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Is there any programming language or system where function equality (extensionality) is decidable?

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  • $\begingroup$ If equality $\cong$ was decidable in a Turing complete language, then for any Turing machine $M$, there would be an encoding $enc(M)$. So to decide if $M$ halts we could simply compute $enc(M) \cong enc(M_{halt})$, where $M_{halt}$ is a machine that always halts. Does that sound like a feasible algorithm to you? $\endgroup$ – Martin Berger May 8 '14 at 4:04
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    $\begingroup$ No, I don't mean a Turing Complete language. Maybe I should be more clear. My question is pretty much: "is function equality decidable in any language (that has functions) at all?" For example, the Simply Typed Lambda Calculus comes to mind. (Unfortunately it is not decidable there, despite the system itself not being turing complete - but what about other non-turing-complete systems with functions?) $\endgroup$ – MaiaVictor May 8 '14 at 4:20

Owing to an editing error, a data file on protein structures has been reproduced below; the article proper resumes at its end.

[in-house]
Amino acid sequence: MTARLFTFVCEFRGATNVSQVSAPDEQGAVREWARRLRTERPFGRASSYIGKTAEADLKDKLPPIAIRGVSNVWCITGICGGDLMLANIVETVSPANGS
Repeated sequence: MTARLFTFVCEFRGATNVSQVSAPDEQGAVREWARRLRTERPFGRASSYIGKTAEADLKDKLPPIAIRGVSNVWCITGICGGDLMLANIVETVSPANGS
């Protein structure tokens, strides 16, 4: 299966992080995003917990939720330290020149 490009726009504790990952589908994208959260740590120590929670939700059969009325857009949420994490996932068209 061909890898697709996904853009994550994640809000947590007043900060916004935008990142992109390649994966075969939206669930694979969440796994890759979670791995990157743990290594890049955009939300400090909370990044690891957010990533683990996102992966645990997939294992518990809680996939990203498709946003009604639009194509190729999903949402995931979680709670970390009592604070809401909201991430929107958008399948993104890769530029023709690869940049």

• $\begingroup$ If you remove enough power from a language, extensional equality will eventually be decidable, e.g. consider the following small 'language' $\mathcal{L} = \{\lambda x.x\}$, which is a sub-calculus of the $\lambda$-calculus. $\endgroup$ – Martin Berger May 8 '14 at 4:34
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    $\begingroup$ See cstheory.stackexchange.com/questions/10608/… $\endgroup$ – Neel Krishnaswami May 8 '14 at 9:00
  • $\begingroup$ Probably you want to ask something like "What are 'large' programming languages or systems where ... is decidable?" $\endgroup$ – usul May 10 '14 at 15:28

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